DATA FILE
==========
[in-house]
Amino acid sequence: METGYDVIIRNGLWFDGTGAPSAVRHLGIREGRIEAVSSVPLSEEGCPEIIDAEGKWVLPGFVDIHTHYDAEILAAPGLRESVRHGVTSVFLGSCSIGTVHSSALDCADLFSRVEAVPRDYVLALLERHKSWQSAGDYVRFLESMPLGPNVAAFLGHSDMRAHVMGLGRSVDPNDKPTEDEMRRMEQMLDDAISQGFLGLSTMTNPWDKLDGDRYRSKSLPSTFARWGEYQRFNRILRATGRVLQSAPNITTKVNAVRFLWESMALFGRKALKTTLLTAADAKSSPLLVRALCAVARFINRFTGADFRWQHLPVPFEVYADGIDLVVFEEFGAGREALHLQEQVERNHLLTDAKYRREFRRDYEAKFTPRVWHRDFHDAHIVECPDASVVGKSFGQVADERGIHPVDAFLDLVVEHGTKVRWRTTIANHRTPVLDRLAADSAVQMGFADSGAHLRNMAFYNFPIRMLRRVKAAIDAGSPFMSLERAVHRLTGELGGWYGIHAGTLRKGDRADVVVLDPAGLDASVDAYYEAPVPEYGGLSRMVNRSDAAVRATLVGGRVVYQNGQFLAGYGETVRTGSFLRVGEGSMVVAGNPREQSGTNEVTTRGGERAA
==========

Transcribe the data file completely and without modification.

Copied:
[in-house]
Amino acid sequence: METGYDVIIRNGLWFDGTGAPSAVRHLGIREGRIEAVSSVPLSEEGCPEIIDAEGKWVLPGFVDIHTHYDAEILAAPGLRESVRHGVTSVFLGSCSIGTVHSSALDCADLFSRVEAVPRDYVLALLERHKSWQSAGDYVRFLESMPLGPNVAAFLGHSDMRAHVMGLGRSVDPNDKPTEDEMRRMEQMLDDAISQGFLGLSTMTNPWDKLDGDRYRSKSLPSTFARWGEYQRFNRILRATGRVLQSAPNITTKVNAVRFLWESMALFGRKALKTTLLTAADAKSSPLLVRALCAVARFINRFTGADFRWQHLPVPFEVYADGIDLVVFEEFGAGREALHLQEQVERNHLLTDAKYRREFRRDYEAKFTPRVWHRDFHDAHIVECPDASVVGKSFGQVADERGIHPVDAFLDLVVEHGTKVRWRTTIANHRTPVLDRLAADSAVQMGFADSGAHLRNMAFYNFPIRMLRRVKAAIDAGSPFMSLERAVHRLTGELGGWYGIHAGTLRKGDRADVVVLDPAGLDASVDAYYEAPVPEYGGLSRMVNRSDAAVRATLVGGRVVYQNGQFLAGYGETVRTGSFLRVGEGSMVVAGNPREQSGTNEVTTRGGERAA